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Guidelines for making health education work.
  • Published Date:
    1976 May-Jun
  • Source:
    Public Health Rep. 91(3):249-253
  • Language:
    English
Filetype[PDF-980.72 KB]


Details:
  • Pubmed ID:
    58424
  • Pubmed Central ID:
    PMCnull
  • Description:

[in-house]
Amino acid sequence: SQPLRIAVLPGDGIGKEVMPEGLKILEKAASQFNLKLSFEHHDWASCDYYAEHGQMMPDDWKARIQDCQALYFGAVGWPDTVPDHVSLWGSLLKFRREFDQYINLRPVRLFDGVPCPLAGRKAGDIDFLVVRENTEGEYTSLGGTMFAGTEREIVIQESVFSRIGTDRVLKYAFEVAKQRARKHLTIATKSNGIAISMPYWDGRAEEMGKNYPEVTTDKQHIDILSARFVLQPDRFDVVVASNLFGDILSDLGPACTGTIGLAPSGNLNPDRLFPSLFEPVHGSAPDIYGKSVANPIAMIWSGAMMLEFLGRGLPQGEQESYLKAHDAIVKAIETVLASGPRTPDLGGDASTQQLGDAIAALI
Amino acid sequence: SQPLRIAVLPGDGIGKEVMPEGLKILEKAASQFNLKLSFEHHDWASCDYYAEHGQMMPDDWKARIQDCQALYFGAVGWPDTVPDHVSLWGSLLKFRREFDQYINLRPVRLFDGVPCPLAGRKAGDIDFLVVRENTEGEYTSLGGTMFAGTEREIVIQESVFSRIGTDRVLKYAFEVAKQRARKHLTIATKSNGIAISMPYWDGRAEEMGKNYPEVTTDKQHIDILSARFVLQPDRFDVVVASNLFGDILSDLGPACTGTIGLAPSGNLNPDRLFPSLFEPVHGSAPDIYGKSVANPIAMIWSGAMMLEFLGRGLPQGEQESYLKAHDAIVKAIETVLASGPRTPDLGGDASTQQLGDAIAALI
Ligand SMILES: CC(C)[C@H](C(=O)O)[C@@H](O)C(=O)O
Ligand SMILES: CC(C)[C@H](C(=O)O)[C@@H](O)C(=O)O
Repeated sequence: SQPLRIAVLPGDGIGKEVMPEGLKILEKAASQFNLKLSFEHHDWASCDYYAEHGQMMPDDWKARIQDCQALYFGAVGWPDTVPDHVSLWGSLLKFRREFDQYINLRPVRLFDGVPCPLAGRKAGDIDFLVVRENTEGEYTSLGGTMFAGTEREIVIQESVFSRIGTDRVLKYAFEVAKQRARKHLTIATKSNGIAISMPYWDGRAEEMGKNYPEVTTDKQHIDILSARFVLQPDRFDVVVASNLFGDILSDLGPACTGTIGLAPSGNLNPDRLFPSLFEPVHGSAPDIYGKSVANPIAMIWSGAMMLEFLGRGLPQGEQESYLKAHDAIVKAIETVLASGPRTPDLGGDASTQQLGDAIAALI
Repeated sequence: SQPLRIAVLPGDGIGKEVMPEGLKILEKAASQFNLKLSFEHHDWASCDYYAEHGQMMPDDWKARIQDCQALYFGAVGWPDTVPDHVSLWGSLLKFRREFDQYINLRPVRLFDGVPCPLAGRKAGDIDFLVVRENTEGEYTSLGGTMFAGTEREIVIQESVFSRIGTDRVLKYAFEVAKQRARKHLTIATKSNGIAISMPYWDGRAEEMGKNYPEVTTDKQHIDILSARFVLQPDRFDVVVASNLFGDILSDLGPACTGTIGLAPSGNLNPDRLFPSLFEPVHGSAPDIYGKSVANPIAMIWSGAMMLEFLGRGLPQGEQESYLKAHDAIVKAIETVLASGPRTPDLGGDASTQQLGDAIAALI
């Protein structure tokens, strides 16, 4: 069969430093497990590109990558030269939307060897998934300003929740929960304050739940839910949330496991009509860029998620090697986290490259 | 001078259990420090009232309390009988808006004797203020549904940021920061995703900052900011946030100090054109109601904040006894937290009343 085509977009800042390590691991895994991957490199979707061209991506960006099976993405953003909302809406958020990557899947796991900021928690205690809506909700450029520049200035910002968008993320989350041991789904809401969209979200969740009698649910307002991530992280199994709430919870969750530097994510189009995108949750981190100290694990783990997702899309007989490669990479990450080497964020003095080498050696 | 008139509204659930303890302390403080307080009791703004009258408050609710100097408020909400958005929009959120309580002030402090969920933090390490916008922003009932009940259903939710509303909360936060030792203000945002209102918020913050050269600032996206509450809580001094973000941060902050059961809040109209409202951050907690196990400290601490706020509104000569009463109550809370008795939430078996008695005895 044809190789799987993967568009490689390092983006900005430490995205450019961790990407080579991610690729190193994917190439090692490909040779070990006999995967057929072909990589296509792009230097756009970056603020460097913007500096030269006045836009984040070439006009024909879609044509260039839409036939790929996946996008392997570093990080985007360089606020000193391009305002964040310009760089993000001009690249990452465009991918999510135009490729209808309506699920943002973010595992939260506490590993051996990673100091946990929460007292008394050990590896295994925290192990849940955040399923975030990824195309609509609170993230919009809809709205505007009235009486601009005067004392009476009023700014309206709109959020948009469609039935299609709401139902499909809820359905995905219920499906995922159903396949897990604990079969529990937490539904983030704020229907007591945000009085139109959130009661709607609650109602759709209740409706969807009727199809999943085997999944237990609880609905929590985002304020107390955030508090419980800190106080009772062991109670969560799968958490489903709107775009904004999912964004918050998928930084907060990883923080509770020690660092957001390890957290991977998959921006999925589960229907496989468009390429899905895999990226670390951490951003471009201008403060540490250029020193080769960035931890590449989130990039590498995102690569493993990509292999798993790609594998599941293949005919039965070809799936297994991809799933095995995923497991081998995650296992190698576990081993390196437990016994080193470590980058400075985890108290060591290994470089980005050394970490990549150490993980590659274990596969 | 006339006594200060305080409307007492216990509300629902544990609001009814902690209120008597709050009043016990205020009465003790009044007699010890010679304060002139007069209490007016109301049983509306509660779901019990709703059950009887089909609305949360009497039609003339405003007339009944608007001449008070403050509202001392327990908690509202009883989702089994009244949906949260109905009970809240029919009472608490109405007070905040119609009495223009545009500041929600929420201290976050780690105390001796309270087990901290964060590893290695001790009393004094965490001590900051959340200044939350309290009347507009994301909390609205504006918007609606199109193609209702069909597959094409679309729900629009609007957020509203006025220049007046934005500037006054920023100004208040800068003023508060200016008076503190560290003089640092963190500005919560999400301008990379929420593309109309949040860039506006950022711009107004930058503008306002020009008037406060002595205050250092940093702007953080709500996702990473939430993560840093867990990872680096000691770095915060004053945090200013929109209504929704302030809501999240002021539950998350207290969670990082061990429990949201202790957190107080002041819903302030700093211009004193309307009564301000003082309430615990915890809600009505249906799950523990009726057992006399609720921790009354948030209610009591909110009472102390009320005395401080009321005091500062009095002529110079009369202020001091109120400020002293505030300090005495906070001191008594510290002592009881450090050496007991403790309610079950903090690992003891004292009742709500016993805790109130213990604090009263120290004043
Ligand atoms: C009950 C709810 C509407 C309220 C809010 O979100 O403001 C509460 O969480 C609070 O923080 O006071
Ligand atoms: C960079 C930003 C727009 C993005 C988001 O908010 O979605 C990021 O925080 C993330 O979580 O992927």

The results of a number of studies which have indicated the limited effectiveness of health education efforts using the mass media are reviewed. The cause of these failures, according to the authors was the inability to apply a number of principles of effective design to the instructional materials used in the mass media. The basic slide show produced by the neighborhood health center for its own population may be more effective than a nationally televised spot announcement because locally prepared material can be sharply focused on the learner's characteristics and the specifically desired outcome behavior. The authors list 10 guidelines for the construction of effective instructional materials: define outcome measures, analyze relevant characteristics of the learner, gain and maintain the learner's attention, establish the learner's vulnerability, demonstrate the needs for action, establish the learner as an agent, establish the learner's effectiveness, provide for practice, repeat key facts, and generalize to similar situations. The principles of social reinforcement that must accompany health education instruction if behavior is to be modified are outlined. How environmental factors such as time, distance, expense, and the organization of health services hamper desired behavior outcomes is also discussed.

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